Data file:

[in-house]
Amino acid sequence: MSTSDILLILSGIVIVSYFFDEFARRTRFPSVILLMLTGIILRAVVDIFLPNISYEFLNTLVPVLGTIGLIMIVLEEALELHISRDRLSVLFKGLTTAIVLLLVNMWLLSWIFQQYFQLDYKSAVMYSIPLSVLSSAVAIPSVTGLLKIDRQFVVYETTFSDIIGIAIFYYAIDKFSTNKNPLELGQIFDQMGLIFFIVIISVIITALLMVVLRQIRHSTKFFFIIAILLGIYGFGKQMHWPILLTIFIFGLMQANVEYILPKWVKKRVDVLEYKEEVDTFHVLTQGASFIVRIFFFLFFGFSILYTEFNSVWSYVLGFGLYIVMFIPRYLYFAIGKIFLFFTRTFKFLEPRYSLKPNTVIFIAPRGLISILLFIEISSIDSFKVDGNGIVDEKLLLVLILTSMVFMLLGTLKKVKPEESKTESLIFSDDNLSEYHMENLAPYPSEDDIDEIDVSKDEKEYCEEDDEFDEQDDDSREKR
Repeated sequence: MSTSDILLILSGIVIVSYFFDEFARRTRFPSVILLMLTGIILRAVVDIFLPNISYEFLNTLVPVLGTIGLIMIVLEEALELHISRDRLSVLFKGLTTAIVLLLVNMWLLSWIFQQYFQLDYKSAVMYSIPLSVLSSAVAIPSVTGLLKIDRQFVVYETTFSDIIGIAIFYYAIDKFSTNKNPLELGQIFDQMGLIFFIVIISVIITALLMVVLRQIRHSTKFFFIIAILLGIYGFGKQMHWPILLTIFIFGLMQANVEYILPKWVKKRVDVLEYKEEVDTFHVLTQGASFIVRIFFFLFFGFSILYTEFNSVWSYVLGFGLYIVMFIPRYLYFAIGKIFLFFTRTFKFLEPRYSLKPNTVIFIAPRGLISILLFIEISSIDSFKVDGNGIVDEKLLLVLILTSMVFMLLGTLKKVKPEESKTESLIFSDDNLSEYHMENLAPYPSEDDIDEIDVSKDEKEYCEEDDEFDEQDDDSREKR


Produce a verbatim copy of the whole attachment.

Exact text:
[in-house]
Amino acid sequence: MSTSDILLILSGIVIVSYFFDEFARRTRFPSVILLMLTGIILRAVVDIFLPNISYEFLNTLVPVLGTIGLIMIVLEEALELHISRDRLSVLFKGLTTAIVLLLVNMWLLSWIFQQYFQLDYKSAVMYSIPLSVLSSAVAIPSVTGLLKIDRQFVVYETTFSDIIGIAIFYYAIDKFSTNKNPLELGQIFDQMGLIFFIVIISVIITALLMVVLRQIRHSTKFFFIIAILLGIYGFGKQMHWPILLTIFIFGLMQANVEYILPKWVKKRVDVLEYKEEVDTFHVLTQGASFIVRIFFFLFFGFSILYTEFNSVWSYVLGFGLYIVMFIPRYLYFAIGKIFLFFTRTFKFLEPRYSLKPNTVIFIAPRGLISILLFIEISSIDSFKVDGNGIVDEKLLLVLILTSMVFMLLGTLKKVKPEESKTESLIFSDDNLSEYHMENLAPYPSEDDIDEIDVSKDEKEYCEEDDEFDEQDDDSREKR
Repeated sequence: MSTSDILLILSGIVIVSYFFDEFARRTRFPSVILLMLTGIILRAVVDIFLPNISYEFLNTLVPVLGTIGLIMIVLEEALELHISRDRLSVLFKGLTTAIVLLLVNMWLLSWIFQQYFQLDYKSAVMYSIPLSVLSSAVAIPSVTGLLKIDRQFVVYETTFSDIIGIAIFYYAIDKFSTNKNPLELGQIFDQMGLIFFIVIISVIITALLMVVLRQIRHSTKFFFIIAILLGIYGFGKQMHWPILLTIFIFGLMQANVEYILPKWVKKRVDVLEYKEEVDTFHVLTQGASFIVRIFFFLFFGFSILYTEFNSVWSYVLGFGLYIVMFIPRYLYFAIGKIFLFFTRTFKFLEPRYSLKPNTVIFIAPRGLISILLFIEISSIDSFKVDGNGIVDEKLLLVLILTSMVFMLLGTLKKVKPEESKTESLIFSDDNLSEYHMENLAPYPSEDDIDEIDVSKDEKEYCEEDDEFDEQDDDSREKR